History... In Person

A World of Folklore

Keynotes & Workshops

Books & Downloads

Fox is trained as a high school biology teacher, has worked as a consultant with dozens of major science museums and regularly keynotes environmental education and science teacher conferences. Every workshop includes a mix of creative non-fiction, poetry, and audience participation. Programs are participatory because the only way to learn storytelling is by doing it. Fox also exemplifies the idea that science is be a verb, something you do, so his programs model real inquiry engaging participants in the scientific process. For workshops he prefers access to the outdoors. You will note some overlap in the following programs, but you will also note that each has a slightly different emphasis, everything is custom tailored, based on the needs of the host and the participants. Content can be adapted to include your core curriculum, the local flora and fauna, and the local geological and natural history of your region.lfl2

Follow this link to view the Books, Learning From the Land, & Frog Songs

Follow this link to view related CDs

Here are a few of his favorite workshops:

Breathing Life Into Dry Bones: Storytelling and Creative Writing as Tools for Teaching Science Process Skills - Storytelling can breathe life into dry bones, it allows you to travel through geological time and enter the worlds of molecules and woolly mammoths. From plate tectonics and mineral cycles to metamorphosis and reproductive cycles, stories can make abstract concepts concrete and palpable. Creative writing allows students to explore these ideas and reflect the depth with which they understand them. In this workshop you will be dazzled with stories, write and tell a few of your own and learn to inspire your students to create tales that demonstrate their knowledge of scientific facts, concepts and the inquiry approach to the scientific method.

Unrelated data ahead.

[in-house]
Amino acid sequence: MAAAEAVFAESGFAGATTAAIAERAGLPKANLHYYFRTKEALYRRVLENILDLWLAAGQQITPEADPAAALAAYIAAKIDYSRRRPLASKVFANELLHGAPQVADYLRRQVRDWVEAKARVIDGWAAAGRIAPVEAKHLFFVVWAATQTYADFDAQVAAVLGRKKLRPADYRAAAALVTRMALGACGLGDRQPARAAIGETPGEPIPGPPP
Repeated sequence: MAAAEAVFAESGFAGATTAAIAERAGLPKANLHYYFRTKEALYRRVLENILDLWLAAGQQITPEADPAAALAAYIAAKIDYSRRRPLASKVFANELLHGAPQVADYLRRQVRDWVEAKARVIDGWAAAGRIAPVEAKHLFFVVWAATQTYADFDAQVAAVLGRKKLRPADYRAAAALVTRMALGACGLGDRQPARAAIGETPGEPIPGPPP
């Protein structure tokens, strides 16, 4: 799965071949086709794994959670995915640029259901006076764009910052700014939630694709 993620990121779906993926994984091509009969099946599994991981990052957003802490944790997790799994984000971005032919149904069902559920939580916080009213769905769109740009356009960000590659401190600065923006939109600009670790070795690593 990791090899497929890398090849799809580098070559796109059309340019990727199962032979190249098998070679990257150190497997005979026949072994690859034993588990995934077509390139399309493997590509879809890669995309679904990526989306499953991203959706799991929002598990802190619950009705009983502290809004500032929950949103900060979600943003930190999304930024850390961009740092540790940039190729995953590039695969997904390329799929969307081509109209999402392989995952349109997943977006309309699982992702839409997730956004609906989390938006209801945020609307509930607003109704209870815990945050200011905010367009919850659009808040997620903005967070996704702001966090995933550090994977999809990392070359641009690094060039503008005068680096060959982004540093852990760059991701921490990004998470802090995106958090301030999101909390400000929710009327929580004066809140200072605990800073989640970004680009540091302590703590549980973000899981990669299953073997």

Stepping Into Character: Presenting First Person Interpretations - The stories of historic scientists allow you to travel to distant times and places and peer over their shoulder as they make the discoveries that changed our world. Meet Darwin, Audubon and Mendel on the eve of their greatest discoveries. Choose an important character from the past, step into their shoes and learn to embody the inquiry approach to science while raising questions to stimulate further research! The goal of this workshop is to help you bring to life the characters you connect with and tell their stories in a powerful performance. (Stop lecturing and tell more stories!) We will discuss research, choosing characters that fit, developing scripts, creating costumes, and how to teach your students these skills so they can develop their own unique hands-on lessons for their peers.

The American Naturalist Tradition: The Storyteller’s Journey Through Science and Literature - Walking a path first blazed by Ralph Waldo Emerson, Henry David Thoreau, Aldo Leopold and Rachel Carson; Brian “Fox” Ellis travels in the tradition of the American Naturalists. This interdisciplinary workshop will integrate classic literature, creative writing and science process skills. A poet’s eye and gift for language is very similar to the detailed observation and ability to communicate complex ideas required of scientists. Storytelling can breathe life into dry bones, it allows you to travel through geological time and enter the worlds of molecules and woolly mammoths. Poetry can help students write clearer more exciting essays. Come to celebrate the voices of nature and find your voice as a poet within the great tradition of American Naturalists. (This presentation was originally a keynote address at the Illinois Teachers of English Conference.)